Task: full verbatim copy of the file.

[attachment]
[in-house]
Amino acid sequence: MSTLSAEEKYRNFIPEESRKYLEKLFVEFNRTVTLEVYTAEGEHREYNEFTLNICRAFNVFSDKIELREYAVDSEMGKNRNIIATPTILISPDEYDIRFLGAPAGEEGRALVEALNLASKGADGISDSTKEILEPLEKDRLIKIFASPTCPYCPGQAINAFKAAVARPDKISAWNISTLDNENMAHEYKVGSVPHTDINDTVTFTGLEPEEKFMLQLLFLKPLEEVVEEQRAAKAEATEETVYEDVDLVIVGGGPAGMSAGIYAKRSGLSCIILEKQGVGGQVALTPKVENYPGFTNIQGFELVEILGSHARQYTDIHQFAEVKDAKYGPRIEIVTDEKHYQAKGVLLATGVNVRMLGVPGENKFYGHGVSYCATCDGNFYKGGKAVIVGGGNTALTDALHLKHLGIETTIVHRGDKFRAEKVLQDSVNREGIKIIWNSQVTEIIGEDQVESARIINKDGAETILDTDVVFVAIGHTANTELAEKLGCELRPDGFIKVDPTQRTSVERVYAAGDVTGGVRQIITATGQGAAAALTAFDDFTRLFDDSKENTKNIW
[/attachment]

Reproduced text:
[in-house]
Amino acid sequence: MSTLSAEEKYRNFIPEESRKYLEKLFVEFNRTVTLEVYTAEGEHREYNEFTLNICRAFNVFSDKIELREYAVDSEMGKNRNIIATPTILISPDEYDIRFLGAPAGEEGRALVEALNLASKGADGISDSTKEILEPLEKDRLIKIFASPTCPYCPGQAINAFKAAVARPDKISAWNISTLDNENMAHEYKVGSVPHTDINDTVTFTGLEPEEKFMLQLLFLKPLEEVVEEQRAAKAEATEETVYEDVDLVIVGGGPAGMSAGIYAKRSGLSCIILEKQGVGGQVALTPKVENYPGFTNIQGFELVEILGSHARQYTDIHQFAEVKDAKYGPRIEIVTDEKHYQAKGVLLATGVNVRMLGVPGENKFYGHGVSYCATCDGNFYKGGKAVIVGGGNTALTDALHLKHLGIETTIVHRGDKFRAEKVLQDSVNREGIKIIWNSQVTEIIGEDQVESARIINKDGAETILDTDVVFVAIGHTANTELAEKLGCELRPDGFIKVDPTQRTSVERVYAAGDVTGGVRQIITATGQGAAAALTAFDDFTRLFDDSKENTKNIW